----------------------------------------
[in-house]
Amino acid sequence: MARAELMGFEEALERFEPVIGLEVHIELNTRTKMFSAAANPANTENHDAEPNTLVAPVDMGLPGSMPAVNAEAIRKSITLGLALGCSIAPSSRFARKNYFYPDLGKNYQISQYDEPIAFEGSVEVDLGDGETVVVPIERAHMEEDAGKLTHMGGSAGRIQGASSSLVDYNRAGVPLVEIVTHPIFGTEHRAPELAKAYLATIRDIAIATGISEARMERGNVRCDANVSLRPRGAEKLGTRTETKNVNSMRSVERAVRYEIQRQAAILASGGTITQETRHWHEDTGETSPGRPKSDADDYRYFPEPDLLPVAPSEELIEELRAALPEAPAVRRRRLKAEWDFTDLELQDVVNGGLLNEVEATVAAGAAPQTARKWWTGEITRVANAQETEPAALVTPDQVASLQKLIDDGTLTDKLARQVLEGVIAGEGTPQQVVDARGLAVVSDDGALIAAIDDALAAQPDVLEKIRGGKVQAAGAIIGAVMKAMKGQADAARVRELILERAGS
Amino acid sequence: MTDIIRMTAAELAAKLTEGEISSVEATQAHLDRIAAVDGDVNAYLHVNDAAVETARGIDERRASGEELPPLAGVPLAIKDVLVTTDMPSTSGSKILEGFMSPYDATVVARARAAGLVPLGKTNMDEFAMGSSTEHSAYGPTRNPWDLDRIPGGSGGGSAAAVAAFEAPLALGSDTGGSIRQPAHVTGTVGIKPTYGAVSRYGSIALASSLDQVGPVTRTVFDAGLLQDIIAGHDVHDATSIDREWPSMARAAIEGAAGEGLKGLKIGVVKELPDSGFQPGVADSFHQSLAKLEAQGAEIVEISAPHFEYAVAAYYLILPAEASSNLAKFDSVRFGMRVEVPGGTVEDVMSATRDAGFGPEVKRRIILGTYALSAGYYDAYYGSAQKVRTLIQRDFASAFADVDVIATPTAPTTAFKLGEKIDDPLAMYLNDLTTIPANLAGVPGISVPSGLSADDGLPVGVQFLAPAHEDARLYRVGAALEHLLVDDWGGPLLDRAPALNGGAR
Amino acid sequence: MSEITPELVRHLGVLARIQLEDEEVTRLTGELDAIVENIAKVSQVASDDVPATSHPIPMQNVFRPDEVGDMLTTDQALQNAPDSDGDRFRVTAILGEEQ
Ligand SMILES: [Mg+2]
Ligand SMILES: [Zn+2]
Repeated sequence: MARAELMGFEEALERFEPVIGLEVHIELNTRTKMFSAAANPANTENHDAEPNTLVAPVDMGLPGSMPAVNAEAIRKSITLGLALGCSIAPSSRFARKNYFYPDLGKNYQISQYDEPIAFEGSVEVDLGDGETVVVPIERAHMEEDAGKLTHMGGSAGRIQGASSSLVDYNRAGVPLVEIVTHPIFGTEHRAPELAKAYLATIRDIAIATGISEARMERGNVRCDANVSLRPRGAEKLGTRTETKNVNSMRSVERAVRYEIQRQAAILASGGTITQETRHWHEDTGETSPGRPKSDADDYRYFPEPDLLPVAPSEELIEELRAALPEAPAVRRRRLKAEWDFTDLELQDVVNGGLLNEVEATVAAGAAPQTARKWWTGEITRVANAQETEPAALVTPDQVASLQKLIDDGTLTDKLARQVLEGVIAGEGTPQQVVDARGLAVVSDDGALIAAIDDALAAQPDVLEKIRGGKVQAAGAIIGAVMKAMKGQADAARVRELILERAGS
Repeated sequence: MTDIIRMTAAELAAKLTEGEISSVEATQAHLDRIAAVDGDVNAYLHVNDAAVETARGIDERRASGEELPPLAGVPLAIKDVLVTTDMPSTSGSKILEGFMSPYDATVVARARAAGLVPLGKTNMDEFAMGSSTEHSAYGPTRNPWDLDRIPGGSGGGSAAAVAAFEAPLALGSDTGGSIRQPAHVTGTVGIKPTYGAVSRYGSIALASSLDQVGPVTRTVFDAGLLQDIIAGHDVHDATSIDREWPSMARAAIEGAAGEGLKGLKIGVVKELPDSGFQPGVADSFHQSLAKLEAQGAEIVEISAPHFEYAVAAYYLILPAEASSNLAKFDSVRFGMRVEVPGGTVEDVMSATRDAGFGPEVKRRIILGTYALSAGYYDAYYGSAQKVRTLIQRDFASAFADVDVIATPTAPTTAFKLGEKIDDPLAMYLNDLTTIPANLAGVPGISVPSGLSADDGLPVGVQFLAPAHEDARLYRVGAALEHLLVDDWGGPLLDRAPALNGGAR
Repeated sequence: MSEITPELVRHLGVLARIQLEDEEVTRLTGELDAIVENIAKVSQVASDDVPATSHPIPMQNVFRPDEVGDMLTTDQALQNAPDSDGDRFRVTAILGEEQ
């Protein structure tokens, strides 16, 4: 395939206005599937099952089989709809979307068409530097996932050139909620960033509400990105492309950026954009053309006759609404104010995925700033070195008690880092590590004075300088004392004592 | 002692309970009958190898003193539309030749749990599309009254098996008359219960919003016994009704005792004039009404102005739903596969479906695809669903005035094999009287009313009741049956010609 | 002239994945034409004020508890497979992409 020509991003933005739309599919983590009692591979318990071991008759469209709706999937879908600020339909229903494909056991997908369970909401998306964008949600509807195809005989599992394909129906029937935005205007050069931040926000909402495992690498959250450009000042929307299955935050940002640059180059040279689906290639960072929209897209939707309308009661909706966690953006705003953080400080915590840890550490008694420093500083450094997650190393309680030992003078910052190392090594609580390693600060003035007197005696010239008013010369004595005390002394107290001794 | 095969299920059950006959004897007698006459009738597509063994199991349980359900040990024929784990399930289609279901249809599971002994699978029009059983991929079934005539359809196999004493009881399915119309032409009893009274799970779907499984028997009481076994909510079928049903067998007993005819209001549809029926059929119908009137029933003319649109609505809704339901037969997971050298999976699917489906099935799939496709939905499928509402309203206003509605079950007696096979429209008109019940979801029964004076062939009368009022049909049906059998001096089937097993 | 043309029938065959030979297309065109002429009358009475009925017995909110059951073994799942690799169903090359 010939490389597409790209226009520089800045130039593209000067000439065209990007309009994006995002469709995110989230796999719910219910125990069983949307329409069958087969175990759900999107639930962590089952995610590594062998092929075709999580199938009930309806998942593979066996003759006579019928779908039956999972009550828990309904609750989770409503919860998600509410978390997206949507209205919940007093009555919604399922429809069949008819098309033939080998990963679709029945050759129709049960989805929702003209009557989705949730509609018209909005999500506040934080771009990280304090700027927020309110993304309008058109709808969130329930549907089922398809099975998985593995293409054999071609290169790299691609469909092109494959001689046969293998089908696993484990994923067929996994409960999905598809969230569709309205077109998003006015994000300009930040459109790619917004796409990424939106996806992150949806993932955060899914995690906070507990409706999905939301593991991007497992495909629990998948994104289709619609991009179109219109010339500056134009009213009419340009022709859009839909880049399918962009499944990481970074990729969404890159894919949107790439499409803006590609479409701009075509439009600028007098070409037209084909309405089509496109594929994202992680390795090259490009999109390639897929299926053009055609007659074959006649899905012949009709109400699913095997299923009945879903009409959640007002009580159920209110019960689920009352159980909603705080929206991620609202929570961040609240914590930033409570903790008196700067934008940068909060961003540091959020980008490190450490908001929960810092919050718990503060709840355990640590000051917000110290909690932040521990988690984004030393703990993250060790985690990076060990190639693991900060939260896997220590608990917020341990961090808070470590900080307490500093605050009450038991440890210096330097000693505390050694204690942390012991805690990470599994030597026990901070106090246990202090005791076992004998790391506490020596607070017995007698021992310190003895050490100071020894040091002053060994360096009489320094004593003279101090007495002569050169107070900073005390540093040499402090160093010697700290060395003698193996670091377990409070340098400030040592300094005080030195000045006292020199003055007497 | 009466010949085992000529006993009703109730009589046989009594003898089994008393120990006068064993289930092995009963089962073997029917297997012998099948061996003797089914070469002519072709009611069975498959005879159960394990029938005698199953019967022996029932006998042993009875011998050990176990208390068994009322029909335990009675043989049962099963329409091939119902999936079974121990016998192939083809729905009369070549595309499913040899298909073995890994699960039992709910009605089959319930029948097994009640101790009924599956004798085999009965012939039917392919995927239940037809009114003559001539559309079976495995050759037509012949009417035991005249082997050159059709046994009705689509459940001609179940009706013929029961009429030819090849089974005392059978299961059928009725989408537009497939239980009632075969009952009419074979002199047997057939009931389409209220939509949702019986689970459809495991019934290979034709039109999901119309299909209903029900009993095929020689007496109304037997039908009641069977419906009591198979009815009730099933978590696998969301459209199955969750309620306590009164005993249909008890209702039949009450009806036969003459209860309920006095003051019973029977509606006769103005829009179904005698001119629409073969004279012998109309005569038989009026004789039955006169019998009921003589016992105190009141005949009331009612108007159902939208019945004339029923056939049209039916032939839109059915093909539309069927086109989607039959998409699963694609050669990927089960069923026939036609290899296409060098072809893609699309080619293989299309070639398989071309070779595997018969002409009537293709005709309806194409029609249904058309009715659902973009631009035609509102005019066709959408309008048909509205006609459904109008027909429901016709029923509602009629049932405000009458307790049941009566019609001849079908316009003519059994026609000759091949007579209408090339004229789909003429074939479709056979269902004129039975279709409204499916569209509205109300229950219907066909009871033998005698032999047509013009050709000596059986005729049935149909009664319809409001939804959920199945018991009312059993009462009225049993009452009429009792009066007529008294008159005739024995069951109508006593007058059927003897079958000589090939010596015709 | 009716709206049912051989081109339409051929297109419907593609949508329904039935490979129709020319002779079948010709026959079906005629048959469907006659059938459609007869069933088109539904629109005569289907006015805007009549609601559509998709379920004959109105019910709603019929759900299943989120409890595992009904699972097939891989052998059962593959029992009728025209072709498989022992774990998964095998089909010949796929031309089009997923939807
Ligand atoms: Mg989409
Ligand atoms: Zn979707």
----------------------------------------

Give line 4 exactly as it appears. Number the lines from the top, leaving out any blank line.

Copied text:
Amino acid sequence: MSEITPELVRHLGVLARIQLEDEEVTRLTGELDAIVENIAKVSQVASDDVPATSHPIPMQNVFRPDEVGDMLTTDQALQNAPDSDGDRFRVTAILGEEQ